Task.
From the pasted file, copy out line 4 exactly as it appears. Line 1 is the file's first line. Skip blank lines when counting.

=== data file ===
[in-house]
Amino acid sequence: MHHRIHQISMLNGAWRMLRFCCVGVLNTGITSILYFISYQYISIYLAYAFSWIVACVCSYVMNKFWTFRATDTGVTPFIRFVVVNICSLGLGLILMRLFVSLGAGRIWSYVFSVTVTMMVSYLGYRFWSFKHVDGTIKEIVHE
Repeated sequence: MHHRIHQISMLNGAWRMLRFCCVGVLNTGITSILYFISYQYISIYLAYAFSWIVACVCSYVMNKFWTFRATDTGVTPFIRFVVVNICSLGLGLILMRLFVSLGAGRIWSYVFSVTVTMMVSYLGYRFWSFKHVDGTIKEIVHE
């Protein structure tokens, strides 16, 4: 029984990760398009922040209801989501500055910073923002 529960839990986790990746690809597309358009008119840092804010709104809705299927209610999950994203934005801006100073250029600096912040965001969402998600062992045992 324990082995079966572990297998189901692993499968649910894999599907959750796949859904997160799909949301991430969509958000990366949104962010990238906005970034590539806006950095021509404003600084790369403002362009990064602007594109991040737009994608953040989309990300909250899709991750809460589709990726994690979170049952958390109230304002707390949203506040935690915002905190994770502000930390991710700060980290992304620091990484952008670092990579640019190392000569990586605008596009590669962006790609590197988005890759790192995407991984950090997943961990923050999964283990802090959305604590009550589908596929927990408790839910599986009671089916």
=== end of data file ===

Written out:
């Protein structure tokens, strides 16, 4: 029984990760398009922040209801989501500055910073923002 529960839990986790990746690809597309358009008119840092804010709104809705299927209610999950994203934005801006100073250029600096912040965001969402998600062992045992 324990082995079966572990297998189901692993499968649910894999599907959750796949859904997160799909949301991430969509958000990366949104962010990238906005970034590539806006950095021509404003600084790369403002362009990064602007594109991040737009994608953040989309990300909250899709991750809460589709990726994690979170049952958390109230304002707390949203506040935690915002905190994770502000930390991710700060980290992304620091990484952008670092990579640019190392000569990586605008596009590669962006790609590197988005890759790192995407991984950090997943961990923050999964283990802090959305604590009550589908596929927990408790839910599986009671089916």